EVH’s “Frankenstrat” was an attempt to combine Fender and Gibson into a single guitar with a Van Halen flair. He used a Stratocaster body, a Gibson Humbucker pickup, a Floyd Rose tremolo system, and an ultra-thick and strong neck.  A Frankenstrat replica has been created that is insanely well-made and was actually endorsed by Van Halen!

This guitar went through several transformations throughout Van Halen’s career. It was his main guitar from 1977 till 1983, when the wear and tear of touring started to take a toll on the guitar. He retired the guitar altogether in 2006.


Eddie Van Halen’s “Bumblebee” guitar is by far his second most famous instrument. Unlike “Frankenstrat”, this guitar wasn’t built, painted, and customized by EVH but was made by Wayne Charvel for him. Van Halen installed custom pickups into thee guitar himself, though. The guitar was used extensively by Van Halen between 1979 and 2004 when it was buried with Pantera guitarist Dimebag Darrell who was a huge fan of Van Halen.

The “Shark”

Yet another Van Halen customized guitar was his Ibanez Destroyer that he named the “Shark” due to the massive chunk he cut out of the bottom of the guitar. This guitar was used “on every song that doesn’t have vibrato parts” on Van Halen’s first self-titled album. After the first album, however, the guitar was retired due to issues it had due to the extensive modifications he made to it. Regardless the guitar looks pretty dang cool!

You can see EVH playing the “Shark” in the official music video of “Running With The Devil” from the Van Halen’s 1978 self titled debut album.

EVH Wolfgang Guitars

Wolfgang EVH Guitars weren’t necessarily played by EVH often, but they were designed and manufactured by his company EVH. Later in his career, he started using these guitars more often, most likely as a marketing technique. These guitars sound great and truly emody the Van Halen “sound”. Wolfgang’s are designed for the fast shredding playing style that Van Halen was famous for. The pickups are perfect for loud guitar solos, the neck is smooth, and the guitar has an incredibly clear sound.

He named the Wolfgang guitar company after his son Wolfgang Van Halen who was named after Wolfgang Amadeus Mozart. Wolfgang Van Halen was also the bassist of Van Halen until his father’s death in 2020.

Van Halen’s amps

Van Halen played several different amps over his career, but he mostly used Peavey and Marshall tube amps.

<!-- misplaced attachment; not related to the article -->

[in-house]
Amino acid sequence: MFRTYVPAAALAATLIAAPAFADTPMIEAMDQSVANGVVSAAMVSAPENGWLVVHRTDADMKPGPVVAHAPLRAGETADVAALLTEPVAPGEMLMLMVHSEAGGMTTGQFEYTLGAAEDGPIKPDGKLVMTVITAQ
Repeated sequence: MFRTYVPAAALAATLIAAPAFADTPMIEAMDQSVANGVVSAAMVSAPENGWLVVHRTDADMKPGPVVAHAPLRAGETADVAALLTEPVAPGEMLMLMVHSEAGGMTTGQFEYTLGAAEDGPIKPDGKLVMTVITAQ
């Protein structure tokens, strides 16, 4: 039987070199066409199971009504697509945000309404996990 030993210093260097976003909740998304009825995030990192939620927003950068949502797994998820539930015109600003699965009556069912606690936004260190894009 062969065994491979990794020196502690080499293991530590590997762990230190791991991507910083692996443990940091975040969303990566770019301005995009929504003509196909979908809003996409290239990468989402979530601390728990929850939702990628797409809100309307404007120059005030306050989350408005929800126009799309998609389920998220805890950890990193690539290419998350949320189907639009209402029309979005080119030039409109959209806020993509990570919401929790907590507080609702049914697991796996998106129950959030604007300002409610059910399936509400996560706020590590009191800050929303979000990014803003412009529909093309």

Marshall Plexi

In the beginning of his career, Eddie Van Halen used Marshall Plexi amps. Sometimes he would use several amp heads at one time to get a loud, crisp sound.

Peavey 5150 Tube Amp

Later in his career, EVH moved on to using Peavey 5150 tube amps. From 1984, he exclusively used 5150 amps for recordings and most of his live performances. This was the amp that he settled with because it gave him the powerful sound and natural tube distortion that was synonymous with “brown sound”.

When EVH started his company, he created his own custom mass-produced EVH 5150 Amp Head and 5150 Combo Amp. These amps are a great choice if you want a classic 80s metal sound, as they sound very similar to the original Peavey amps Van Halen used. 

Strings used by Van Halen

When emulating the sound of a famous guitarist, using the same string gauge is often overlooked. While this may not have as big of an impact as using the same amp, guitar, and pedals, the strings create specific frequency sounds that can make a huge difference in your sound. Van Halen mostly used regular light gauge Fender strings with thinner treble strings and thicker low strings. This gave him the ability to play super fast licks on the high strings and get a bassy low-end sound on the low strings.

Fender has released EVH style guitar strings that are pretty much identical to the ones he used.

Low E: .052

A: .042

D: .030

G: .017

B: .013

High E: .010

Have more questions about Van Halen’s gear or other gear from famous guitarists? Feel free to reach out to me!

Photo credit
Anirudh Koul from Montreal, Canada.
Attribution: Anirudh Koul CC BY 2.0